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Advisory Panel Urges Older Americans To Get Stronger Flu Vaccines

A federal advisory panel said Wednesday that Americans 65 and older should get newer, stronger flu vaccines because regular shots don’t provide enough protection.

The panel unanimously recommended specific flu vaccines that may provide more or longer protection for seniors, whose weakened immune systems do not respond well to traditional shots.

Fluzone High-Dose, Fluad with an immune booster, and Flublok, which is made with insect cells rather than chicken eggs, are all options.

The panel’s recommendations are usually adopted by the Centers for Disease Control and Prevention and become government policy for US doctors and patients. This would be the first time the government has stated a preference for flu vaccines for older adults.

Officials in the United States currently recommend that all Americans aged 6 months and older get a flu vaccine every season.

Flu shots are less effective than other common vaccinations, but they are especially disappointing in seniors. According to health officials, there is compelling evidence that some of the new vaccines work better in older adults, particularly in preventing flu-related hospitalizations. However, studies are limited, and there is little research comparing the three new versions.

“These influenza vaccines are better, but they are not yet the home run that we would like to have,” said Vanderbilt University panelist Dr. Helen Keipp Talbot.

The new shots have become popular. According to officials, approximately 80% of Medicare beneficiaries receive the enhanced vaccines each year, with the majority receiving the high-dose version. The new versions can cost up to three times as much as traditional flu shots, but they are covered by insurance.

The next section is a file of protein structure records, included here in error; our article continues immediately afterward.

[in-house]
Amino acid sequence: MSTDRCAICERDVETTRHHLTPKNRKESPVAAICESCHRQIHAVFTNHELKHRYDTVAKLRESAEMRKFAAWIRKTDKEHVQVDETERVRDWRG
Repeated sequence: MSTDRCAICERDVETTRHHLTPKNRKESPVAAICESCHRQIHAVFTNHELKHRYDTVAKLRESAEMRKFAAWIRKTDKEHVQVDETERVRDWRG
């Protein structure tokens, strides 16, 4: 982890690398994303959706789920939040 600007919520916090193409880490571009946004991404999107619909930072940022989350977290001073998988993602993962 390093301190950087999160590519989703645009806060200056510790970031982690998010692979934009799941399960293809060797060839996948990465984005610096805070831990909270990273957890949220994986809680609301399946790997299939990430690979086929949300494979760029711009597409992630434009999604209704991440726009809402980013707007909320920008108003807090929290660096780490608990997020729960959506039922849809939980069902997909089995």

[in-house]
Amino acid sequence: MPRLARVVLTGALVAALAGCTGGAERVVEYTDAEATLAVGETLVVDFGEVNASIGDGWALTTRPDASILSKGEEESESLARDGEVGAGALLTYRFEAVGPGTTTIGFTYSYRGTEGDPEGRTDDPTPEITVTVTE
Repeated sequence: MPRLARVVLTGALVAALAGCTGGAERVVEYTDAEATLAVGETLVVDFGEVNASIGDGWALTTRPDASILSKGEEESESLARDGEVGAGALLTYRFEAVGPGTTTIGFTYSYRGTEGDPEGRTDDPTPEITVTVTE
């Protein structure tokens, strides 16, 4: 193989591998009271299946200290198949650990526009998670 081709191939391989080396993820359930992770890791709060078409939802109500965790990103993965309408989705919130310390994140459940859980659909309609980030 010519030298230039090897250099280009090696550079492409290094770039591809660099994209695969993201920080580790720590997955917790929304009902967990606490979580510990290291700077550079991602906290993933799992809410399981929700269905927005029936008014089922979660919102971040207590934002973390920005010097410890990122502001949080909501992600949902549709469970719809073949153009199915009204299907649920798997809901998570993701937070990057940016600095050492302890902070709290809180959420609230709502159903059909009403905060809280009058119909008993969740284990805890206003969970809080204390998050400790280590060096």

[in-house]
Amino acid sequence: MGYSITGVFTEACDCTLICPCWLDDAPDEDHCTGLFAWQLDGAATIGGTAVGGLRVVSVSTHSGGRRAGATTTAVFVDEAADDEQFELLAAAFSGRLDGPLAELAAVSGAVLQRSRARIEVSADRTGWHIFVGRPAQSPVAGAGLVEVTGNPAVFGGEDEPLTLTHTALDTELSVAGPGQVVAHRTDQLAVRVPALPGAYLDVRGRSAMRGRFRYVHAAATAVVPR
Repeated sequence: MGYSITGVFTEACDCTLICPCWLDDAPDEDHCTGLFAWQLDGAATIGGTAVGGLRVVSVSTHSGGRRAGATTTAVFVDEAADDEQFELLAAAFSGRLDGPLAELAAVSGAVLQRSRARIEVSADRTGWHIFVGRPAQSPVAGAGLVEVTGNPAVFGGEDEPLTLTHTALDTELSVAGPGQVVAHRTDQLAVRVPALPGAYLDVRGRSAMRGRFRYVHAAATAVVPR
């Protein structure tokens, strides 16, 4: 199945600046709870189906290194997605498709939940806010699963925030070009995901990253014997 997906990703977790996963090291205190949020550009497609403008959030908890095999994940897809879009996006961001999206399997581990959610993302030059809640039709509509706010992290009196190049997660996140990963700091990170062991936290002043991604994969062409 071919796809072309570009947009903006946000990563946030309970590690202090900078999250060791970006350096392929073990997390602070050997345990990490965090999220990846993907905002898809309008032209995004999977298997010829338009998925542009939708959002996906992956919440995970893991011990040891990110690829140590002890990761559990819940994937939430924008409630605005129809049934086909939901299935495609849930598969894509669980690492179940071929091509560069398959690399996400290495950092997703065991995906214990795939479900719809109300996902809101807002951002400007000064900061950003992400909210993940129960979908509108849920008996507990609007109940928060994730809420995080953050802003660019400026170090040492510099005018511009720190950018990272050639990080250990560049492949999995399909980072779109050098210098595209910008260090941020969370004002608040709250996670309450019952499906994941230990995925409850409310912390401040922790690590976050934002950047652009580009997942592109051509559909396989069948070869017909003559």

Members of the panel agreed that seniors should get flu shots regularly if the newer ones aren’t available.

Also on Wednesday, CDC officials reported that the flu vaccine didn’t work very well this winter when the majority of illnesses were caused by a flu strain that vaccines have historically done a poor job of protecting against. The flu vaccine was only 35% effective in preventing symptoms severe enough to necessitate a doctor’s visit. It was approximately 44% effective in children and lower in adults.

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A federal advisory panel said Wednesday that Americans 65 and older should get newer, stronger flu vaccines because regular shots don’t provide enough protection.

The panel unanimously recommended specific flu vaccines that may provide more or longer protection for seniors, whose weakened immune systems do not respond well to traditional shots.

Fluzone High-Dose, Fluad with an immune booster, and Flublok, which is made with insect cells rather than chicken eggs, are all options.

The panel’s recommendations are usually adopted by the Centers for Disease Control and Prevention and become government policy for US doctors and patients. This would be the first time the government has stated a preference for flu vaccines for older adults.

Officials in the United States currently recommend that all Americans aged 6 months and older get a flu vaccine every season.

Flu shots are less effective than other common vaccinations, but they are especially disappointing in seniors. According to health officials, there is compelling evidence that some of the new vaccines work better in older adults, particularly in preventing flu-related hospitalizations. However, studies are limited, and there is little research comparing the three new versions.

“These influenza vaccines are better, but they are not yet the home run that we would like to have,” said Vanderbilt University panelist Dr. Helen Keipp Talbot.

The new shots have become popular. According to officials, approximately 80% of Medicare beneficiaries receive the enhanced vaccines each year, with the majority receiving the high-dose version. The new versions can cost up to three times as much as traditional flu shots, but they are covered by insurance.

Members of the panel agreed that seniors should get flu shots regularly if the newer ones aren’t available.

Also on Wednesday, CDC officials reported that the flu vaccine didn’t work very well this winter when the majority of illnesses were caused by a flu strain that vaccines have historically done a poor job of protecting against. The flu vaccine was only 35% effective in preventing symptoms severe enough to necessitate a doctor’s visit. It was approximately 44% effective in children and lower in adults.

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